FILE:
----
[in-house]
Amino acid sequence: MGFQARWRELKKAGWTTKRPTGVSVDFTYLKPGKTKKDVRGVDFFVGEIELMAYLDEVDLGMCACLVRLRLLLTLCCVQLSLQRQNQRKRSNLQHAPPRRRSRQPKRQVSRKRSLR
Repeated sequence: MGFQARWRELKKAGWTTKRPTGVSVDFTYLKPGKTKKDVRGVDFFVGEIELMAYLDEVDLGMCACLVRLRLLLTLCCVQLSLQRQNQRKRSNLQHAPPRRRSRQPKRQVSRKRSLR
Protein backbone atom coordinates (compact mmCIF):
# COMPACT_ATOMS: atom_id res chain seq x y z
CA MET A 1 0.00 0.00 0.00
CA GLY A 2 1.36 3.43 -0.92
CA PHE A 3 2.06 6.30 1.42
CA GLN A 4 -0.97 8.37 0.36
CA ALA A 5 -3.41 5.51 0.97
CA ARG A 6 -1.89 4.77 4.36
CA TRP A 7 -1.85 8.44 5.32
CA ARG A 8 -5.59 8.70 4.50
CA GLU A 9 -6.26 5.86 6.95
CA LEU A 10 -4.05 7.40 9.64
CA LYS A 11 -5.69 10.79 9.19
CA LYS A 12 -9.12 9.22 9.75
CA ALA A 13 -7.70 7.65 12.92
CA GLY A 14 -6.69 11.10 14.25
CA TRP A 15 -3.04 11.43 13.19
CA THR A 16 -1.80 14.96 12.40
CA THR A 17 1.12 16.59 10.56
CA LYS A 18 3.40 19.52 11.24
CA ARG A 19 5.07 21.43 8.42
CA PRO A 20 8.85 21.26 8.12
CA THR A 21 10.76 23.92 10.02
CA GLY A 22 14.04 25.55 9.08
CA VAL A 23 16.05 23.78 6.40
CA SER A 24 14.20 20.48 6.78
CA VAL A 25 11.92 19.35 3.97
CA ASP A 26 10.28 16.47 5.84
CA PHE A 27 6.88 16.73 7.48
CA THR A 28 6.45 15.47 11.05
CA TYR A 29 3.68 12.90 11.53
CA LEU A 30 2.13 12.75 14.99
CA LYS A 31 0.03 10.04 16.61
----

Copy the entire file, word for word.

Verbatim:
[in-house]
Amino acid sequence: MGFQARWRELKKAGWTTKRPTGVSVDFTYLKPGKTKKDVRGVDFFVGEIELMAYLDEVDLGMCACLVRLRLLLTLCCVQLSLQRQNQRKRSNLQHAPPRRRSRQPKRQVSRKRSLR
Repeated sequence: MGFQARWRELKKAGWTTKRPTGVSVDFTYLKPGKTKKDVRGVDFFVGEIELMAYLDEVDLGMCACLVRLRLLLTLCCVQLSLQRQNQRKRSNLQHAPPRRRSRQPKRQVSRKRSLR
Protein backbone atom coordinates (compact mmCIF):
# COMPACT_ATOMS: atom_id res chain seq x y z
CA MET A 1 0.00 0.00 0.00
CA GLY A 2 1.36 3.43 -0.92
CA PHE A 3 2.06 6.30 1.42
CA GLN A 4 -0.97 8.37 0.36
CA ALA A 5 -3.41 5.51 0.97
CA ARG A 6 -1.89 4.77 4.36
CA TRP A 7 -1.85 8.44 5.32
CA ARG A 8 -5.59 8.70 4.50
CA GLU A 9 -6.26 5.86 6.95
CA LEU A 10 -4.05 7.40 9.64
CA LYS A 11 -5.69 10.79 9.19
CA LYS A 12 -9.12 9.22 9.75
CA ALA A 13 -7.70 7.65 12.92
CA GLY A 14 -6.69 11.10 14.25
CA TRP A 15 -3.04 11.43 13.19
CA THR A 16 -1.80 14.96 12.40
CA THR A 17 1.12 16.59 10.56
CA LYS A 18 3.40 19.52 11.24
CA ARG A 19 5.07 21.43 8.42
CA PRO A 20 8.85 21.26 8.12
CA THR A 21 10.76 23.92 10.02
CA GLY A 22 14.04 25.55 9.08
CA VAL A 23 16.05 23.78 6.40
CA SER A 24 14.20 20.48 6.78
CA VAL A 25 11.92 19.35 3.97
CA ASP A 26 10.28 16.47 5.84
CA PHE A 27 6.88 16.73 7.48
CA THR A 28 6.45 15.47 11.05
CA TYR A 29 3.68 12.90 11.53
CA LEU A 30 2.13 12.75 14.99
CA LYS A 31 0.03 10.04 16.61